The operation of the electrolytic apparatus, for example, in the manufacture of hydrazine from ammonia, may be illustrated by referring particularly to FIGURE 5 wherein the membrane is anion-selective and the mobile counter-ions are amide ions (NH2).

A catholytic and an anolytic feed solution are directed into inlet 21 and 22 respectively, and caused to flow into the respective cathode and anode chambers across the chambers via the interstices or flow channels 28 formed by the projecting membrane portions and out of the charm ber by way of outlets 23 and 24 in the general direction as shown by the arrows of the figures.

The catholytic feed solution is comprised of a nonaqueous inert fluid solvent containing ammonia in dilute concentrations. The feed to the anode chamber is pure anhydrous fluid solvent. The fluid solvent should of course be a solvent for ammonia and hydrazine and, preferably, should have at least a moderate dielectric constant and have a negligible aflinity for protons, and should not substantially dissociate into an anion which would have a strong aflinity for protons. Another preferred requirement of the solvent is that it have a higher boiling point than that of liquid hydrazine (B.P. 113.5 C.). This requirement evolves from the consideration of recovering the hydrazine from the mixture of hydrazine and solvent issuing as the efl luent of the anode chamber. Distillation is a preferred method since two liquids are involved and of course recovery cost will be minimized if the hydrazine has a substantially lower boiling point than the solvent to allow its being boiled off from the bulk of solvent. Suitable solvents meeting the preferred requirement are dimethyl acetamide, dimethyl formamide, dimethyl sulfoxide, and the like.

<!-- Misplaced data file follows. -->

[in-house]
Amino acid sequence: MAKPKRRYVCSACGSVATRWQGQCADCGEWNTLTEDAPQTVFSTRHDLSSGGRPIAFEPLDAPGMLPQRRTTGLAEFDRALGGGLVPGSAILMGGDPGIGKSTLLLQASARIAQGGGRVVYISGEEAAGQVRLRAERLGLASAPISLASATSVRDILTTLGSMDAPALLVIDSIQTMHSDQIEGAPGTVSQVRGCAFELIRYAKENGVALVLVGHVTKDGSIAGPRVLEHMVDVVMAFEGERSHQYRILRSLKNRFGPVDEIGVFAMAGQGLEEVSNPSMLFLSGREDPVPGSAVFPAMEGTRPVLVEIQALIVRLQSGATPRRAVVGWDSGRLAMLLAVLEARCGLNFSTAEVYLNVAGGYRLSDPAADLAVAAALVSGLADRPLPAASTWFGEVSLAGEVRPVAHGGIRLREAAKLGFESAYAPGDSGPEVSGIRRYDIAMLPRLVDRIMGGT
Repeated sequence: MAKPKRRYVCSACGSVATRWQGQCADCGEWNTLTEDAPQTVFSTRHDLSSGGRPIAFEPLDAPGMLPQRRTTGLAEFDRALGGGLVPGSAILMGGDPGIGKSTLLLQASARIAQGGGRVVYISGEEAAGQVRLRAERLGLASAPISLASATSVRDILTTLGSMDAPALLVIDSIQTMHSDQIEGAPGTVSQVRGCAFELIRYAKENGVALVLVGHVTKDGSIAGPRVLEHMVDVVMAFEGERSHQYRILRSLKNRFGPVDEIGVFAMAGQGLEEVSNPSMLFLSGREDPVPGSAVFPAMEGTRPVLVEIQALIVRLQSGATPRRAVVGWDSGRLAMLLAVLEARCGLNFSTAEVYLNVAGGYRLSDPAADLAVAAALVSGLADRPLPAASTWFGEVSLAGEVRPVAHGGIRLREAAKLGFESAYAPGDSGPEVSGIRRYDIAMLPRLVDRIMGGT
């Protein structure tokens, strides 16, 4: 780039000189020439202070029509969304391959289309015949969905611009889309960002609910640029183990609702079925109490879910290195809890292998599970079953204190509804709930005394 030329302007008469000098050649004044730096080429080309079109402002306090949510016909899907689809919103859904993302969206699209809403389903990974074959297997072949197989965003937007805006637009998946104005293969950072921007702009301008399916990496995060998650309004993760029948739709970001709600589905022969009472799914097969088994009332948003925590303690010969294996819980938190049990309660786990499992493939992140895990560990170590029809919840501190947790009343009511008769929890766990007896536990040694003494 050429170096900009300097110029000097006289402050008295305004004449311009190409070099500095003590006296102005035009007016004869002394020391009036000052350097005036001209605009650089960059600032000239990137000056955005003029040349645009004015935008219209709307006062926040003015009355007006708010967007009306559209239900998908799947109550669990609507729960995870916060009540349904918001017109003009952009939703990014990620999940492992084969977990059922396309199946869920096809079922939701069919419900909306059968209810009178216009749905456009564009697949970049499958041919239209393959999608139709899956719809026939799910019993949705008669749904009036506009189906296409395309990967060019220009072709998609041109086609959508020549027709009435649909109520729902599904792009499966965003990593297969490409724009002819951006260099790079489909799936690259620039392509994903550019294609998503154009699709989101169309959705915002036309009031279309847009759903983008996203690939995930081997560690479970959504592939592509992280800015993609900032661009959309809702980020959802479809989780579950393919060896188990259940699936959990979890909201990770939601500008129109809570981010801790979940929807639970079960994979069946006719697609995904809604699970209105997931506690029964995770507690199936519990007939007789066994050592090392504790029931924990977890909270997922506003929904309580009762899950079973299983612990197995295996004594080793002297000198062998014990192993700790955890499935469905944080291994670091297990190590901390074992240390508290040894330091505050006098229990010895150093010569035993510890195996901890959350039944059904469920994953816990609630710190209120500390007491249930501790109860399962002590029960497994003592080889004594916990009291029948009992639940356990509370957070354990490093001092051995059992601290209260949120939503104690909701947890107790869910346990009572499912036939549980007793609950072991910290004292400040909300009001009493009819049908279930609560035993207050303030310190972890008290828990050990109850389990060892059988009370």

The electrolysis is carried out using a source of direct current and suitable electrode current densities. A range of about to 100 amps/ft. is preferred although current densities outside this range are suitable. During electrolysis, the ammonia in the catholytic solution is reduced at the cathode-membrane interface into hydrogen gas and amide ions as follows:

The hydrogen gas is carried out of the chamber with the flowing catholytic solution. This catholytic solution, now partially depleted in ammonia, is removed from the cell at exit 23 and directed to a gas-liquid separator (not shown) for removal of the hydrogen gas. The solution may then be spiked with additional gaseous or liquid ammonia and recycled back to the cathode chamber of the cell for further processing.

The negatively charged amide ions formed at the cathode will, under the influence of the electric current, migrate across the anion-permselective membrane in the direction of the positively charged anode. On reaching the anode-membrane interface, oxidation of the amide ion will occur with a pair of amide ions combining to form hydrazine as follows: